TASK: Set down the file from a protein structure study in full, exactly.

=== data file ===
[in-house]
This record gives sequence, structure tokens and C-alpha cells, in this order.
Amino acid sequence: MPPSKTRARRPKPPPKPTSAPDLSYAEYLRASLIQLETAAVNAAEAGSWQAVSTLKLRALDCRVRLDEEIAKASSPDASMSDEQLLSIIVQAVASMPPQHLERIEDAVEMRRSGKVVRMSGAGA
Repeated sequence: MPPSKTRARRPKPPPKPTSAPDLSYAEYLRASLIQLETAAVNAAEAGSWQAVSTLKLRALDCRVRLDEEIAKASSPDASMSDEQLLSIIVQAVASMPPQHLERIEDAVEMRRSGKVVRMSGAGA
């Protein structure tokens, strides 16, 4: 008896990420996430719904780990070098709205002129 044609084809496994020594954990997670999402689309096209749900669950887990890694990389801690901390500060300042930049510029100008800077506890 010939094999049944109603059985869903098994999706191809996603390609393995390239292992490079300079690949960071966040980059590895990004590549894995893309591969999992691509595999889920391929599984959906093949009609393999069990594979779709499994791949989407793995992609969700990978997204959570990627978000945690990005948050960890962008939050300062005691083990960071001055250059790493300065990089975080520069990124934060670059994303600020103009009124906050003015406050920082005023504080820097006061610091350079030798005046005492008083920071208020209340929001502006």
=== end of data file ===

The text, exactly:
[in-house]
This record gives sequence, structure tokens and C-alpha cells, in this order.
Amino acid sequence: MPPSKTRARRPKPPPKPTSAPDLSYAEYLRASLIQLETAAVNAAEAGSWQAVSTLKLRALDCRVRLDEEIAKASSPDASMSDEQLLSIIVQAVASMPPQHLERIEDAVEMRRSGKVVRMSGAGA
Repeated sequence: MPPSKTRARRPKPPPKPTSAPDLSYAEYLRASLIQLETAAVNAAEAGSWQAVSTLKLRALDCRVRLDEEIAKASSPDASMSDEQLLSIIVQAVASMPPQHLERIEDAVEMRRSGKVVRMSGAGA
């Protein structure tokens, strides 16, 4: 008896990420996430719904780990070098709205002129 044609084809496994020594954990997670999402689309096209749900669950887990890694990389801690901390500060300042930049510029100008800077506890 010939094999049944109603059985869903098994999706191809996603390609393995390239292992490079300079690949960071966040980059590895990004590549894995893309591969999992691509595999889920391929599984959906093949009609393999069990594979779709499994791949989407793995992609969700990978997204959570990627978000945690990005948050960890962008939050300062005691083990960071001055250059790493300065990089975080520069990124934060670059994303600020103009009124906050003015406050920082005023504080820097006061610091350079030798005046005492008083920071208020209340929001502006």